Topological-sort check inputs to ocamlc linking step

I’m not sure if there is a tool out there that does this, so before I go and write it, I figured I should ask:

Often I write an ocaml link-step, e.g.

ocamlc <yadda yadda yadda> a.cmo b.cmo c.cmo -o argle.byte

[or the equivalent for -a]
and find that the inputs are in a wrong order. And it’s always a bit of a pain to figure out what order is compatible. It seems clear that one can write a tool (I’ve used the binary-manipulation apparatus before to look at deps) to calculate whether a given order is correct, but I haven’t seen a tool that does it. Obviously one can’t reorder inputs to a compatible topological order, b/c there are possible side-effects in the order of linking files. But one could certainly detect that a given order is wrong, and inform the user of which input-pairs were out-of-order.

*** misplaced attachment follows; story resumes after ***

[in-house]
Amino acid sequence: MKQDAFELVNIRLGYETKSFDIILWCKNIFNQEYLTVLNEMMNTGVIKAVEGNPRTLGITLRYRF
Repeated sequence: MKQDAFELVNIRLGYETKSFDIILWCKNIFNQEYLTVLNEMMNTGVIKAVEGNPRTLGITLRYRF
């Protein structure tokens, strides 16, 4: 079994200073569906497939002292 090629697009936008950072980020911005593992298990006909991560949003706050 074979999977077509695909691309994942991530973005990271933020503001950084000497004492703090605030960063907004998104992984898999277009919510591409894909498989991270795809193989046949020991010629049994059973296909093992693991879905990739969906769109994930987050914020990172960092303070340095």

Is there a tool that does this? I can’t find one. If not, I guess I’m gonna write one.

Ocamldot perhaps?

I’ve used ocamldot (had to upgrade it, b/c it had fallen behind current ocaml) but that just draws graphs. Imagine the following:

(1) you write your makefile
(2) you have lines like

ocamlfind ... args .... <various .cmo .cma .cma .cmxa files> .... more args ....

(3) you prepend “topo-check” to the beginning of each line, viz.

topo-check ocamlfind ... args .... <various .cmo .cma .cma .cmxa files> .... more args ....

and it (a) pulls out all those file-names, (b) checks that their order is consistent with their dependencies, and © if so, executes the command, (d) otherwise giving a complaint describing which pairs of files are out-of-order.

This seems very straightfoward, but in the interest of not duplicating work …

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